Looking at a vast, complex region
|||Pacific islands: sitting ducks for terrorists|
By John Griffin
Part of the problem in understanding the tropical Pacific is the size and complexity of this island region, sometimes called Oceania.
Numerical estimates range up to as many as 25,000 islands of widely varying sizes and shapes, from near-continental Papua New Guinea to high volcanic places such as Hawai'i to tiny, flat atolls that coral sea animals built atop submerging mountains.
The most generous total population count is less than 9 million people (excluding Australia, New Zealand and Hawai'i), which is smaller than many cities. And 85 percent of the total island land mass, population and resources are in the racial and cultural area called Melanesia, now the Pacific's most troubled region.
Melanesia is in the southwest Pacific and south of the equator. Micronesia, the area of strongest American influence, is north of the equator.
Hawai'i is the northern corner of the Polynesian triangle, which runs down to Easter Island and across to New Zealand. It includes Samoa, Tonga, Tahiti, the Cook Islands.
With 22 island countries or separate states, regional cooperation is vital.
Eight major organizations try to coordinate. They include the Pacific Community (formerly South Pacific Commission); the University of the South Pacific, based in Fiji but serving 12 nations; plus others dealing with fisheries, tourism, the environment and seabed minerals. A dozen Pacific island nations are members of the United Nations.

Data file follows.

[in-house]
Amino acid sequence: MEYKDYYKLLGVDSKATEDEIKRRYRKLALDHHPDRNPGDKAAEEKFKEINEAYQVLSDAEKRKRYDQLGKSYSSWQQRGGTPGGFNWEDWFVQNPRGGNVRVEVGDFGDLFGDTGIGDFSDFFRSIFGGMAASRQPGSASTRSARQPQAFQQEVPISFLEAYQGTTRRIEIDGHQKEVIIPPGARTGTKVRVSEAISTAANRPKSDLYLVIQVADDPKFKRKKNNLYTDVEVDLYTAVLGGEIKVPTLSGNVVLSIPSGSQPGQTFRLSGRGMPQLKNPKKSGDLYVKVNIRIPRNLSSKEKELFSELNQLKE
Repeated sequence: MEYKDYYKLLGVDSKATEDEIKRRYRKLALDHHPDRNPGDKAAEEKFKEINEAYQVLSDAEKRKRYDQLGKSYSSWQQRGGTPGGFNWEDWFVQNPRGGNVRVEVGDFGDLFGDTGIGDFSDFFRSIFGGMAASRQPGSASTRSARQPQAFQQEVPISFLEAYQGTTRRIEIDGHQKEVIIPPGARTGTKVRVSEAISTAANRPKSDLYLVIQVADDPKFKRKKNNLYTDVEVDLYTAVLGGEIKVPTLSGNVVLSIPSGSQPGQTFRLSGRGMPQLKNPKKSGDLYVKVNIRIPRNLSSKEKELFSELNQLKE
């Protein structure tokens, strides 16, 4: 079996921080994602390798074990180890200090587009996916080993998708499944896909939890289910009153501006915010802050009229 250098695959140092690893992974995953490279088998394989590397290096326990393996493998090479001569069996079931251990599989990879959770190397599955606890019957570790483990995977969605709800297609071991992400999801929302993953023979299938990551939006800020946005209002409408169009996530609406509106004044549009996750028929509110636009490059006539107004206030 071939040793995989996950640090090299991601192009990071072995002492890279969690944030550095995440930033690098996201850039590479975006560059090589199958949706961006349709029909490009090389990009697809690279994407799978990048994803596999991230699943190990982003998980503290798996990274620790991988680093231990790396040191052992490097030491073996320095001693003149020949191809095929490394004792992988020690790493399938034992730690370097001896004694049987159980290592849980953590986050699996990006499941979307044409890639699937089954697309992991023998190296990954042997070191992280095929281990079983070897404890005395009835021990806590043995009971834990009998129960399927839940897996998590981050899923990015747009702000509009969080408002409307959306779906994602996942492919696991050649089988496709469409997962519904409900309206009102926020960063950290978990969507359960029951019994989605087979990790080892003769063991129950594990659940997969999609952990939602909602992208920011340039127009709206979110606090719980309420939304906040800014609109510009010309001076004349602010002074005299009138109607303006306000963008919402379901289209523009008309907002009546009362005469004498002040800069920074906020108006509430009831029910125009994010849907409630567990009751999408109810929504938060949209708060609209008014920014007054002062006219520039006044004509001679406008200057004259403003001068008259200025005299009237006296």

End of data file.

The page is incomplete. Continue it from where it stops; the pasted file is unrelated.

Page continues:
Colonial influences remain. There's continuing French rule in Polynesia (Tahiti, etc.) and the southwest Pacific (New Caledonia, etc.). Australia and New Zealand are most important in their former South Pacific colonies. The United States holds sway in the North Pacific and has a southern enclave in American Samoa.
America came late into this picture of colonial partitioning in the Pacific, but we, like the French, have been most reluctant to let go.
We have ties with six island entities. Some want adjustments and more benefits, but none wants a complete break.
John Griffin is a frequent contributor and former editor of The Advertiser's editorial pages.